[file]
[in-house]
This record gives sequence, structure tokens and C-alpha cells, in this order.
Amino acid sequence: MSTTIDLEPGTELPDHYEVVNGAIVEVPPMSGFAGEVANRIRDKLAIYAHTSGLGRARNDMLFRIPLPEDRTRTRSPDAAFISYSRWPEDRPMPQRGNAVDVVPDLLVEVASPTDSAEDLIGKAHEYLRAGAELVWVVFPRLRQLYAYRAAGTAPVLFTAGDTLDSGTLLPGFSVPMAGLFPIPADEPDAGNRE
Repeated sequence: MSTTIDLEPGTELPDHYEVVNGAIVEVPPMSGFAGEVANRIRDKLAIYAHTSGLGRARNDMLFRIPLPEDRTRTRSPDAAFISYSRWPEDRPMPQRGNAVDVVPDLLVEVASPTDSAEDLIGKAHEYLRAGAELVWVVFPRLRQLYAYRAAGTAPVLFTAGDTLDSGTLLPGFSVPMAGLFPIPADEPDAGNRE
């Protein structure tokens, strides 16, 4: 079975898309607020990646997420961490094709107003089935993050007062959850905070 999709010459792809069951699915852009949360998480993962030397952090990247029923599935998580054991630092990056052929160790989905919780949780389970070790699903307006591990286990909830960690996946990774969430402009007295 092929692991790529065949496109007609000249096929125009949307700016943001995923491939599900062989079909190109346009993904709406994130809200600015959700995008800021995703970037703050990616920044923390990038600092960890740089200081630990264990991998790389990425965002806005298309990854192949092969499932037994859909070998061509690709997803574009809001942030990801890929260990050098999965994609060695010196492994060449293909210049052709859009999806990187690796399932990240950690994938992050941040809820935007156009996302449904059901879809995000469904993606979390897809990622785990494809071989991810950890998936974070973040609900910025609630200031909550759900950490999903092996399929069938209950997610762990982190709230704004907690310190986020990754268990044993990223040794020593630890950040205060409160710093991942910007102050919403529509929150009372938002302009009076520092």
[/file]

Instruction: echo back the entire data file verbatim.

[in-house]
This record gives sequence, structure tokens and C-alpha cells, in this order.
Amino acid sequence: MSTTIDLEPGTELPDHYEVVNGAIVEVPPMSGFAGEVANRIRDKLAIYAHTSGLGRARNDMLFRIPLPEDRTRTRSPDAAFISYSRWPEDRPMPQRGNAVDVVPDLLVEVASPTDSAEDLIGKAHEYLRAGAELVWVVFPRLRQLYAYRAAGTAPVLFTAGDTLDSGTLLPGFSVPMAGLFPIPADEPDAGNRE
Repeated sequence: MSTTIDLEPGTELPDHYEVVNGAIVEVPPMSGFAGEVANRIRDKLAIYAHTSGLGRARNDMLFRIPLPEDRTRTRSPDAAFISYSRWPEDRPMPQRGNAVDVVPDLLVEVASPTDSAEDLIGKAHEYLRAGAELVWVVFPRLRQLYAYRAAGTAPVLFTAGDTLDSGTLLPGFSVPMAGLFPIPADEPDAGNRE
């Protein structure tokens, strides 16, 4: 079975898309607020990646997420961490094709107003089935993050007062959850905070 999709010459792809069951699915852009949360998480993962030397952090990247029923599935998580054991630092990056052929160790989905919780949780389970070790699903307006591990286990909830960690996946990774969430402009007295 092929692991790529065949496109007609000249096929125009949307700016943001995923491939599900062989079909190109346009993904709406994130809200600015959700995008800021995703970037703050990616920044923390990038600092960890740089200081630990264990991998790389990425965002806005298309990854192949092969499932037994859909070998061509690709997803574009809001942030990801890929260990050098999965994609060695010196492994060449293909210049052709859009999806990187690796399932990240950690994938992050941040809820935007156009996302449904059901879809995000469904993606979390897809990622785990494809071989991810950890998936974070973040609900910025609630200031909550759900950490999903092996399929069938209950997610762990982190709230704004907690310190986020990754268990044993990223040794020593630890950040205060409160710093991942910007102050919403529509929150009372938002302009009076520092």